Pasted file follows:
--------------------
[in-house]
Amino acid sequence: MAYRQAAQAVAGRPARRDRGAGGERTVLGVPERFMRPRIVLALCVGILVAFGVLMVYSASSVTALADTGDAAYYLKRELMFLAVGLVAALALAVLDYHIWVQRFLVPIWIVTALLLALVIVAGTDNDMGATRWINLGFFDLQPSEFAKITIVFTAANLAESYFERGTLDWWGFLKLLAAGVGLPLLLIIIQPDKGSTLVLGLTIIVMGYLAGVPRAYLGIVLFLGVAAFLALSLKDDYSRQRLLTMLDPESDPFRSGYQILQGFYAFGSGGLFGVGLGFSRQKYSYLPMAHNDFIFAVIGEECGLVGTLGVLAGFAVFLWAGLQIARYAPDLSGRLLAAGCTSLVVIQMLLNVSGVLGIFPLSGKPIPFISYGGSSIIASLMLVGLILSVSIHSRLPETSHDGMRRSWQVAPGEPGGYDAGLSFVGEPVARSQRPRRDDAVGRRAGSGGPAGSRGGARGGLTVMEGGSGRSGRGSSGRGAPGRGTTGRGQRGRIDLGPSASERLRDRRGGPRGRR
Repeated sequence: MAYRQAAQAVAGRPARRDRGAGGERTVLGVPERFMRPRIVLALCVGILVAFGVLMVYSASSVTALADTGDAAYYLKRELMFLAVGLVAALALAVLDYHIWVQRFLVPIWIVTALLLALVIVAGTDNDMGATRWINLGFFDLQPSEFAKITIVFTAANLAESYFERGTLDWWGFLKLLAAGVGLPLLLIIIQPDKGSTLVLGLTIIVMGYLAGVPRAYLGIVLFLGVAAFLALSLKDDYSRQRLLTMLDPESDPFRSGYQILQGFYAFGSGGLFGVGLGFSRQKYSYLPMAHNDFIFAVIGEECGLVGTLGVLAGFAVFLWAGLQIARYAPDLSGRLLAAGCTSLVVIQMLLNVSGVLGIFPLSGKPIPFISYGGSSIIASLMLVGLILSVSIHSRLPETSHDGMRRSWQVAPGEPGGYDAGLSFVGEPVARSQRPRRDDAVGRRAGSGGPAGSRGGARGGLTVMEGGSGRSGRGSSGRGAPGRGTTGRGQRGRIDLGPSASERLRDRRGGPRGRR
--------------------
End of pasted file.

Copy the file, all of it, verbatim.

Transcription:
[in-house]
Amino acid sequence: MAYRQAAQAVAGRPARRDRGAGGERTVLGVPERFMRPRIVLALCVGILVAFGVLMVYSASSVTALADTGDAAYYLKRELMFLAVGLVAALALAVLDYHIWVQRFLVPIWIVTALLLALVIVAGTDNDMGATRWINLGFFDLQPSEFAKITIVFTAANLAESYFERGTLDWWGFLKLLAAGVGLPLLLIIIQPDKGSTLVLGLTIIVMGYLAGVPRAYLGIVLFLGVAAFLALSLKDDYSRQRLLTMLDPESDPFRSGYQILQGFYAFGSGGLFGVGLGFSRQKYSYLPMAHNDFIFAVIGEECGLVGTLGVLAGFAVFLWAGLQIARYAPDLSGRLLAAGCTSLVVIQMLLNVSGVLGIFPLSGKPIPFISYGGSSIIASLMLVGLILSVSIHSRLPETSHDGMRRSWQVAPGEPGGYDAGLSFVGEPVARSQRPRRDDAVGRRAGSGGPAGSRGGARGGLTVMEGGSGRSGRGSSGRGAPGRGTTGRGQRGRIDLGPSASERLRDRRGGPRGRR
Repeated sequence: MAYRQAAQAVAGRPARRDRGAGGERTVLGVPERFMRPRIVLALCVGILVAFGVLMVYSASSVTALADTGDAAYYLKRELMFLAVGLVAALALAVLDYHIWVQRFLVPIWIVTALLLALVIVAGTDNDMGATRWINLGFFDLQPSEFAKITIVFTAANLAESYFERGTLDWWGFLKLLAAGVGLPLLLIIIQPDKGSTLVLGLTIIVMGYLAGVPRAYLGIVLFLGVAAFLALSLKDDYSRQRLLTMLDPESDPFRSGYQILQGFYAFGSGGLFGVGLGFSRQKYSYLPMAHNDFIFAVIGEECGLVGTLGVLAGFAVFLWAGLQIARYAPDLSGRLLAAGCTSLVVIQMLLNVSGVLGIFPLSGKPIPFISYGGSSIIASLMLVGLILSVSIHSRLPETSHDGMRRSWQVAPGEPGGYDAGLSFVGEPVARSQRPRRDDAVGRRAGSGGPAGSRGGARGGLTVMEGGSGRSGRGSSGRGAPGRGTTGRGQRGRIDLGPSASERLRDRRGGPRGRR